The human skeletal system is an incredible network of cartilage, bones, and joints that work cohesively to keep you strong, stable, and upright.

skeletal-system-music-noteThe head bone connected to the neck bone,
The neck bone connected to the backbone,
The backbone connected to the thigh bone,
The thigh bone connected to the knee bone,
The knee bone connected to the leg bone,
The leg bone connected to the foot bone,
The foot bone connected to the heel bone,
The heel bone connected to the toe bone.

Do you remember this fun children’s skeleton song? It may seem silly, but it is an excellent way for youngsters and adults alike to understand the human skeletal system. This song may simplify things a bit (the “head bone” is comprised of 22 separate bones!); still, it is a useful tool when learning about the human skeletal system.

Today we are going to take a closer look at the human skeletal system, including how it develops from infancy to adulthood and old age.

The human skeletal system

The human skeletal system

Understanding how the human skeletal system works will help explain common sources of pain, such as degenerative disc disease, spinal arthritis, and spondylosis. Our new eBook focuses on the anatomy and function of the musculoskeletal system to answer “why it hurts.”

But before diving into common diseases of the musculoskeletal system, we must first look at the human skeletal system.

An Overview of the Body’s Systems

What is a body system, you ask? A body system, or organ system, is a group of organs and tissues that work together to help the body perform specific functions.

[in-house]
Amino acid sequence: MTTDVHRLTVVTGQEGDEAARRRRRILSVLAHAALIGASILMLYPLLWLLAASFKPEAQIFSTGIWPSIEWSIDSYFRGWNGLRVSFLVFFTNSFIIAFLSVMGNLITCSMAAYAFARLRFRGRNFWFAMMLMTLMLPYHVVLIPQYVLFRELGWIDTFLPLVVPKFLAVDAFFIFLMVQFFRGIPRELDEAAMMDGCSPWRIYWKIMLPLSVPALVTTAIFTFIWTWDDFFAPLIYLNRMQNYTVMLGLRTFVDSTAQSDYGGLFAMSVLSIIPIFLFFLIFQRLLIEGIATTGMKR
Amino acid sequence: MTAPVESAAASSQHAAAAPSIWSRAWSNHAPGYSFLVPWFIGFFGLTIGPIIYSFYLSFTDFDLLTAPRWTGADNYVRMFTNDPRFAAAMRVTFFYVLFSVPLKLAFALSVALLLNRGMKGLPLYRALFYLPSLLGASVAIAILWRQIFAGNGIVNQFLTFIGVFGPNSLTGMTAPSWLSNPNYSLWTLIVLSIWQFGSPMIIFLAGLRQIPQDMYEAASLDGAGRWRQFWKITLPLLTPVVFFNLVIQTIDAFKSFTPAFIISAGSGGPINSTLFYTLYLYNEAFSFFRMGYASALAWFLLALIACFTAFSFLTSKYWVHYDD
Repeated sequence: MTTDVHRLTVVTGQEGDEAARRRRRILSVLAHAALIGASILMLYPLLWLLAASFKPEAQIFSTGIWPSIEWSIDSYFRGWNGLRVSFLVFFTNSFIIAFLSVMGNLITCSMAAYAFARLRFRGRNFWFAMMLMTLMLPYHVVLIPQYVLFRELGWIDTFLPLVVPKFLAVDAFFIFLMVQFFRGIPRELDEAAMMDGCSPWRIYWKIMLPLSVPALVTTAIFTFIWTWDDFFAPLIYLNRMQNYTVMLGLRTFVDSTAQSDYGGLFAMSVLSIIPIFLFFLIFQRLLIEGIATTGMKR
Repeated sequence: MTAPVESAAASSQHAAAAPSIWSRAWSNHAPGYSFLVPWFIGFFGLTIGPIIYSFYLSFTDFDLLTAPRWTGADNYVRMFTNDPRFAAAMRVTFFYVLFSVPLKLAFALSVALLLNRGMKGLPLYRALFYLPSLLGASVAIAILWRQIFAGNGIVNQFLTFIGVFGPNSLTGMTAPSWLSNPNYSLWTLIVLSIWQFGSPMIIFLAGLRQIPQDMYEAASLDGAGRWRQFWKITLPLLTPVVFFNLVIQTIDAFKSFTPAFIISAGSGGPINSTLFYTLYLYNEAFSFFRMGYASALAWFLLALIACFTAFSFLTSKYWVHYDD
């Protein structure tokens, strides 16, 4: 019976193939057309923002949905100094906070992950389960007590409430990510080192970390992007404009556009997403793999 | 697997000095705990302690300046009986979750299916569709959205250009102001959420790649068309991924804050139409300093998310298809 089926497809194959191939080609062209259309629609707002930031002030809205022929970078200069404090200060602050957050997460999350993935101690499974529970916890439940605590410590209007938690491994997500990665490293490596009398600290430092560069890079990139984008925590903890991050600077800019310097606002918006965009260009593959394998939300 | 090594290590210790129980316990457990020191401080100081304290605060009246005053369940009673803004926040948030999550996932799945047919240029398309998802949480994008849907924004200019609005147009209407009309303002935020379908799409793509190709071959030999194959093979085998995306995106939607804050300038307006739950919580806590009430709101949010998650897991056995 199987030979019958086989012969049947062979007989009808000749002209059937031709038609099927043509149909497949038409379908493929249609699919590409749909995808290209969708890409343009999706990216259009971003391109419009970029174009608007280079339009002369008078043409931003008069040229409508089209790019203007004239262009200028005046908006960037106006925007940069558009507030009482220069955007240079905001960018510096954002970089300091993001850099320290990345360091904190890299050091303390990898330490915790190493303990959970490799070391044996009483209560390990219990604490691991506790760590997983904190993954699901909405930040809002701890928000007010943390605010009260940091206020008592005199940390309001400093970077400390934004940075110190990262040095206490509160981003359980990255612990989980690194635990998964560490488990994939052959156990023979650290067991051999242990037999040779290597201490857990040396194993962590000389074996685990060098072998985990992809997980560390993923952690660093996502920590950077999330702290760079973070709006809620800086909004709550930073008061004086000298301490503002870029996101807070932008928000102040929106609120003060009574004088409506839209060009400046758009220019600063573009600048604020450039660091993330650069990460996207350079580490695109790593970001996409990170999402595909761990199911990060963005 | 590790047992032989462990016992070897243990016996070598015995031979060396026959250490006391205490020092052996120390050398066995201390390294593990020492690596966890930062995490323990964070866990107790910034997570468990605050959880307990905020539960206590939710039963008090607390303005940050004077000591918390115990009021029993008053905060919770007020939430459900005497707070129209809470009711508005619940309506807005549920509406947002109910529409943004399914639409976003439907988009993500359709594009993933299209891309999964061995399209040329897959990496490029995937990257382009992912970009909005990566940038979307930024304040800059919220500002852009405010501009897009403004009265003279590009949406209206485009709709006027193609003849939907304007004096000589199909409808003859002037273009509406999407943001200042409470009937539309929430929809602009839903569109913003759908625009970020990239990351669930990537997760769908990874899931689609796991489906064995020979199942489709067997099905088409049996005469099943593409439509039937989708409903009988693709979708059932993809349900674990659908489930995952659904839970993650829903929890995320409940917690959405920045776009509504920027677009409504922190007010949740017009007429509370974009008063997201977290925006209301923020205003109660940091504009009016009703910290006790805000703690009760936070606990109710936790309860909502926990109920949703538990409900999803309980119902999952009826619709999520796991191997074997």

Quickly, let’s go over the 11 systems that work in conjunction with one another to make a human being, well, human:

  1. Integumentary System – Skin, hair, and nails
  2. Nervous System – Brain, spinal cord, and peripheral nerves
  3. Respiratory System – Nasal passage, trachea, and lungs
  4. Circulatory System – Heart and blood vessels
  5. Digestive System – Stomach, liver, gall bladder, large intestine, and small intestine
  6. Excretory System – Kidneys and urinary bladder
  7. Muscular System – Skeletal muscles and tendons
  8. Immune System – Thymus, lymph nodes, spleen, and lymphatic vessels
  9. Endocrine System – Pituitary gland, thyroid gland, pancreas, adrenal glands, ovaries, and testes
  10. Reproductive System –
    • Females: Mammary glands, ovaries, and uterus
    • Males: Epididymis and testes
  11. Skeletal – Cartilage, bones, and joints

All these systems are vital to the functionality of the body. When trauma, disease, or other outside factors compromise one or more systems, it can wreak havoc on the entire body. An orthopedic doctor will be able to evaluate you to determine if the root of the pain is stemming from the skeletal or muscular systems, specifically.

Understanding the Human Skeletal System

When we first enter into this world, we start with around 300 different bones. As a child develops, some of these bones grow together, leaving us with 206 bones by the age of 25 (typically). The human skeletal system is divided into two different categories: